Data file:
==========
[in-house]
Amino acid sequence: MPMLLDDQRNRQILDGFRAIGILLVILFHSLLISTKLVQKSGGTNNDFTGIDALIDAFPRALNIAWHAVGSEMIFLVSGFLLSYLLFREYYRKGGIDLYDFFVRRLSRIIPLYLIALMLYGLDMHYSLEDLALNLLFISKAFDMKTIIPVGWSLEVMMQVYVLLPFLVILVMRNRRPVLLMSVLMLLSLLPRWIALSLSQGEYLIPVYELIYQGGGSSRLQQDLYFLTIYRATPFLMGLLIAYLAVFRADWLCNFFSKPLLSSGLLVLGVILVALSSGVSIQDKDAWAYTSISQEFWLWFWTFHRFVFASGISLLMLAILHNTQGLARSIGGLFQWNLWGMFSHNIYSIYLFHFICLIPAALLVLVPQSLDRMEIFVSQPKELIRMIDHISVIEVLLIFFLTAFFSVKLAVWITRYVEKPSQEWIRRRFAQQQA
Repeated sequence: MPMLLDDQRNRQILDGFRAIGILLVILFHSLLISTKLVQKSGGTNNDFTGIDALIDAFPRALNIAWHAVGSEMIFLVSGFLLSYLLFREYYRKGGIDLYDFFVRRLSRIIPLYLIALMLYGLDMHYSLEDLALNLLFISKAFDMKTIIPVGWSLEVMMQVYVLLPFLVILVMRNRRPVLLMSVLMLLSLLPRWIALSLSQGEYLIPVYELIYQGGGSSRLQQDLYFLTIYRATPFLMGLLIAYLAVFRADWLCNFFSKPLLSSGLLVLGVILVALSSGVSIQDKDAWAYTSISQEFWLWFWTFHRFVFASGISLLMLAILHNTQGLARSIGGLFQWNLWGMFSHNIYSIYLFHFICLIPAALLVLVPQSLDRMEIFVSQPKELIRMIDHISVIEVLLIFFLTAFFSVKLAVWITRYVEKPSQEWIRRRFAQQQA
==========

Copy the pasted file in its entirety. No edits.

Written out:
[in-house]
Amino acid sequence: MPMLLDDQRNRQILDGFRAIGILLVILFHSLLISTKLVQKSGGTNNDFTGIDALIDAFPRALNIAWHAVGSEMIFLVSGFLLSYLLFREYYRKGGIDLYDFFVRRLSRIIPLYLIALMLYGLDMHYSLEDLALNLLFISKAFDMKTIIPVGWSLEVMMQVYVLLPFLVILVMRNRRPVLLMSVLMLLSLLPRWIALSLSQGEYLIPVYELIYQGGGSSRLQQDLYFLTIYRATPFLMGLLIAYLAVFRADWLCNFFSKPLLSSGLLVLGVILVALSSGVSIQDKDAWAYTSISQEFWLWFWTFHRFVFASGISLLMLAILHNTQGLARSIGGLFQWNLWGMFSHNIYSIYLFHFICLIPAALLVLVPQSLDRMEIFVSQPKELIRMIDHISVIEVLLIFFLTAFFSVKLAVWITRYVEKPSQEWIRRRFAQQQA
Repeated sequence: MPMLLDDQRNRQILDGFRAIGILLVILFHSLLISTKLVQKSGGTNNDFTGIDALIDAFPRALNIAWHAVGSEMIFLVSGFLLSYLLFREYYRKGGIDLYDFFVRRLSRIIPLYLIALMLYGLDMHYSLEDLALNLLFISKAFDMKTIIPVGWSLEVMMQVYVLLPFLVILVMRNRRPVLLMSVLMLLSLLPRWIALSLSQGEYLIPVYELIYQGGGSSRLQQDLYFLTIYRATPFLMGLLIAYLAVFRADWLCNFFSKPLLSSGLLVLGVILVALSSGVSIQDKDAWAYTSISQEFWLWFWTFHRFVFASGISLLMLAILHNTQGLARSIGGLFQWNLWGMFSHNIYSIYLFHFICLIPAALLVLVPQSLDRMEIFVSQPKELIRMIDHISVIEVLLIFFLTAFFSVKLAVWITRYVEKPSQEWIRRRFAQQQA